I’ve already seen a number of critics criticize this movie for feeling too small in how it handles the culmination of all the conflict throughout this series, and while I can understand that point of view, I also think that it’s a view that’s missing the point. When factoring in the tone and themes of The Hunger Games series so far, Mockingjay – Part 2 was never going to be — nor was it meant to be — a typical slam-bang, knock-your-socks-off action climax of the series. The violence in the franchise has always been treated, from the point of view of our main protagonists, as something definitely NOT meant to be entertained by. So, it only feels appropriate that Mockingjay – Part 2 doesn’t go balls-to-the-wall with Hollywood-ized action every five minutes and that when there is action (which is still a healthy amount), the tone of said scenes is rightfully quite serious and not meant as outright entertainment. A sewer-set sequence carries a great amount of suspense, but the dramatic tension is never abandoned for thrills during it. There are no scenes of armies of people charging and battling each other because that would probably betray the established tone, and I applaud the filmmakers for recognizing that. They manage to give this movie weight without resorting to the usual methods of stories like this. Not to mention this movie gets pretty dark towards the end.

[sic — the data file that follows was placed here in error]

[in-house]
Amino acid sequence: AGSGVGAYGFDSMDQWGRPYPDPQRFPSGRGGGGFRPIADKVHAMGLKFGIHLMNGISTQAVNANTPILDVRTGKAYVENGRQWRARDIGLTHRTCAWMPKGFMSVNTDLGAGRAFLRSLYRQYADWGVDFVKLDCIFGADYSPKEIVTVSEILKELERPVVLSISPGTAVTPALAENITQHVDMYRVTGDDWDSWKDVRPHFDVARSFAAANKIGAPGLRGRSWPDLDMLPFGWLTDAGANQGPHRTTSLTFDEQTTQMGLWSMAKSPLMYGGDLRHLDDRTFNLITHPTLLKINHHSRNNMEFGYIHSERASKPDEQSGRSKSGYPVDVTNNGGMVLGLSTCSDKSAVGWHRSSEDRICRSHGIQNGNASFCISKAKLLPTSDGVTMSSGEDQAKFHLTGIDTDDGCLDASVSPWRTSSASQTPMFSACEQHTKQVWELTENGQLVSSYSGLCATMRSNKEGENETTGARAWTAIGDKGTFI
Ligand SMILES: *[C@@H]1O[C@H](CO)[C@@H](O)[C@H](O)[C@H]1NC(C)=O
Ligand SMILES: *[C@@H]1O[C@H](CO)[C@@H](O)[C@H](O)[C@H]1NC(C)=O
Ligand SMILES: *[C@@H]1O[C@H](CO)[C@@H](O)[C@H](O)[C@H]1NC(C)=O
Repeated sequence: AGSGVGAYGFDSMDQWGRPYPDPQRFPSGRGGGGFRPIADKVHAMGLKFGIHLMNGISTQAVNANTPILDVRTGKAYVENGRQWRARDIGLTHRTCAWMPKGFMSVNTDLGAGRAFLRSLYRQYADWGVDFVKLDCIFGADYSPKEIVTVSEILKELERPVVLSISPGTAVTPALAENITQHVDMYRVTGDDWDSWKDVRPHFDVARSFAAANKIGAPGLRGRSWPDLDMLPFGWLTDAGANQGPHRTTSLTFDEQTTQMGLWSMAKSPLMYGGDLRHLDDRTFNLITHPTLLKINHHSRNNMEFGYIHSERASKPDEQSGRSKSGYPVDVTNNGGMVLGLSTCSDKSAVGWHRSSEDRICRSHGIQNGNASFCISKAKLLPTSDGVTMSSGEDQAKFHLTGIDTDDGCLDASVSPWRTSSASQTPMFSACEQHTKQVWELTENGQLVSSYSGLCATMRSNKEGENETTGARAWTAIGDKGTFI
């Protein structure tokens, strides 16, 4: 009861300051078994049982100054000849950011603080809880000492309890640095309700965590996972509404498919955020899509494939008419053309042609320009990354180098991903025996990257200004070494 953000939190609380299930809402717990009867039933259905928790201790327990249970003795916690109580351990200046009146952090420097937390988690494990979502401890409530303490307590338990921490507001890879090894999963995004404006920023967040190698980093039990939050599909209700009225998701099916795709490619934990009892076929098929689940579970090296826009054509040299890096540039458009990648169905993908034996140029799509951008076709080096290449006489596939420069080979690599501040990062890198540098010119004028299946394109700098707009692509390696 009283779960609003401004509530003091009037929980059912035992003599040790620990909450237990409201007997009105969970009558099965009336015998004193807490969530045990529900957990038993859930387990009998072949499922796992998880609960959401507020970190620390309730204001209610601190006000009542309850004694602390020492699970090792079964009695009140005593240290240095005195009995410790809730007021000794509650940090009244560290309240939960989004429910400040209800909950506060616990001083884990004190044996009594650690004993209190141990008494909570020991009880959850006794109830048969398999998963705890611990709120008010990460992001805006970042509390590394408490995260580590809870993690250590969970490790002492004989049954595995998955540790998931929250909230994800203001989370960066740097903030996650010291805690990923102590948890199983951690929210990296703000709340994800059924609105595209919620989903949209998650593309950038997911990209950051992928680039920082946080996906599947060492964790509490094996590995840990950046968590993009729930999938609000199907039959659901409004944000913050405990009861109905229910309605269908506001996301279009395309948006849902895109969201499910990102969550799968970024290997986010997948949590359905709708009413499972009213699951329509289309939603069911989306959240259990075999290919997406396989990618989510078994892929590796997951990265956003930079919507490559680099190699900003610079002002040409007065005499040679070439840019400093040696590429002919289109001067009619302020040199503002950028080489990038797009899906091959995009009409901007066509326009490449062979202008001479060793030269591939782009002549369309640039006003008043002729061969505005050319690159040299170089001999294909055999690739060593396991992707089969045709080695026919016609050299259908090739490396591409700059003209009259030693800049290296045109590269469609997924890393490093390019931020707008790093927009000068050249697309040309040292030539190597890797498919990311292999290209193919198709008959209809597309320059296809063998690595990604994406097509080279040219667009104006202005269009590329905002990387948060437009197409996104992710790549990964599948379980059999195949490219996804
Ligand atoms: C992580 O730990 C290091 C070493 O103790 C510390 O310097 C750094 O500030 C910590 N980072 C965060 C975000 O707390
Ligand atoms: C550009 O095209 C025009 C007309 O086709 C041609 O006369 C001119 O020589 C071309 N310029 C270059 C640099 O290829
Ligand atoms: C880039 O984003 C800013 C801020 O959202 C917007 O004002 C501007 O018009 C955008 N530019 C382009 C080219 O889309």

Another criticism among other critics I don’t agree with is how they say Jennifer Lawrence looks “bored” throughout this movie. My view on this is that she’s playing the role appropriately, albeit broken, beaten down, hollow and fed up with everything she’s had to contend with and everything that’s been put on her shoulders. Her portrayal of Katniss in this film feels right, given the circumstances of the plot and as always, she’s captivating to watch. Donald Sutherland’s twisted, snake-like sinister quality as Snow is at its peak here, as it should be, and he absolutely nails every major scene of his, particularly his last one. Josh Hutcherson, Woody Harrelson, Julianne Moore and even Sam Claflin all deliver very strong performances, which brings us to Philip Seymour Hoffman. All told, his screentime in this movie probably amounts to ten minutes or less, but fortunately, he made the most out of them.

Emotionally, Mockingjay – Part 2 more than satisfies. As much as I loved this film, though, I will admit there’s one particular moment of significance towards the end of Act 2 that feels just a little rushed and abrupt, however the aftereffects of it more than make up for that. In addition, the persistence of the love triangle between Katniss, Peeta and Gale feels as forced and shoehorned-in as ever, to the point where it is genuinely a distraction at one point in the film. I’ve always admired the handling of the Katniss-Peeta relationship, but the love triangle, yeah, I can’t really leap to the defense there, especially not this time. Other than that, Mockingjay – Part 2 is extremely effective dramatically. It got to the point where, during the last ten minutes or so, I was screwing my face up as hard as I could trying not to cry while still paying attention to the movie. As a result, the musical cue “Rue’s Farewell” has probably been permanently messed with so that every time I hear it now, I’m going to get emotional. It just goes to show how good James Newton Howard’s score is.

Not many film franchises can have the distinction of not containing a bad movie in its whole run, but here we have The Hunger Games franchise. If you’re a fan, then Mockingjay – Part 2 should serve as a satisfying finale, and that’s really all there is to say. Personally, I already feel comfortable in calling it one of my favorite film franchises ever.